SINGAPORE: Crude oil climbed on Wednesday after industry data showed U.S. inventories declined more than expected and OPEC raised its outlook for oil demand, but gains were capped by worries about the coronavirus and by rising supplies.
Brent crude futures rose 85 cents, or 1.3%, to $64.52 a barrel by 0619 GMT, after gaining 39 cents on Tuesday.
U.S. West Texas Intermediate (WTI) crude futures added 82 cents, or 1.4%, to $61 a barrel, following Tuesday's rise of 48 cents.
Signs of a strong economic recovery in China and the United States have underpinned recent price gains, but concerns over stalled vaccine rollouts worldwide and soaring COVID-19 infections in India and Brazil have slowed the market's advance.
"Continuing setbacks on vaccine rollouts and global cases nearing January's peak is likely to hold a firm cap on crude's ascent in the short term. At the same time, persistent optimism over a U.S. recovery and the world being on the cusp of emerging out of the COVID crisis is holding a floor," said Vandana Hari, energy analyst at Vanda Insights.
A weakening U.S. dollar also "provided a mild upward push in recent days but there's been no major bullish impetus to free crude from its narrow trading range," she said.
The greenback hit three-week lows on Wednesday, making crude purchases cheaper for countries using other currencies.
In addition to the weaker dollar, Iran's increased enrichment activity was "also somewhat supportive, with it suggesting that a return of the U.S. to the Iranian nuclear deal is likely to be some way off, and therefore the lifting of sanctions," said ING Bank in a note on Wednesday.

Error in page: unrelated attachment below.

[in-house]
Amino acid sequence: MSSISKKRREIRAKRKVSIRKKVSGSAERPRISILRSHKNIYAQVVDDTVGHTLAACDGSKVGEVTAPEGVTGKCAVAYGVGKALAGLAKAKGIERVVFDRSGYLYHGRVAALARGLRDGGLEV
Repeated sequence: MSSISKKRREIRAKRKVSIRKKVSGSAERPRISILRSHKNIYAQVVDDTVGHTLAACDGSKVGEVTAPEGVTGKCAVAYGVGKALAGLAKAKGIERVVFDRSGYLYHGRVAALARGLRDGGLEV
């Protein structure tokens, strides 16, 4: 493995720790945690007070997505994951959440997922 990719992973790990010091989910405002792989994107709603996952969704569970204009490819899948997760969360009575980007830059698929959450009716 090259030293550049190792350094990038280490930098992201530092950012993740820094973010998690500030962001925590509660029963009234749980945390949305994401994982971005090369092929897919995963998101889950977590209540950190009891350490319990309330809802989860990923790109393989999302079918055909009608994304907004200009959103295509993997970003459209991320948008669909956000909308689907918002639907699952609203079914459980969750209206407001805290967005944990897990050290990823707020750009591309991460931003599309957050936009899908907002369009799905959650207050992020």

Iran said on Tuesday it will start enriching uranium to 60% purity after accusing Israel of sabotaging a key nuclear installation.
The Organization of the Petroleum Exporting Countries (OPEC) tweaked up its forecast on Tuesday for world oil demand growth this year. It now expects demand to rise by 5.95 million barrels per day (bpd) in 2021, up by 70,000 bpd from its forecast last month. It is banking on the pandemic to subside and travel curbs to be eased.
"It was a welcome prognosis by the market, which had been fretting about the impact the ongoing pandemic was having on demand," ANZ Research analysts said in a note.
Sources said data from the American Petroleum Institute showed crude stocks fell by 3.6 million barrels in the week ended April 9, compared with estimates for a decline of about 2.9 million barrels from analysts polled by Reuters.
Traders are waiting to see if official inventory data from the U.S. Energy Information Administration (EIA) on Wednesday matches that view.
But there are concerns about increased oil production in the United States and rising supply from Iran at a time when OPEC and its allies are set to bring on more supply from May. - Reuters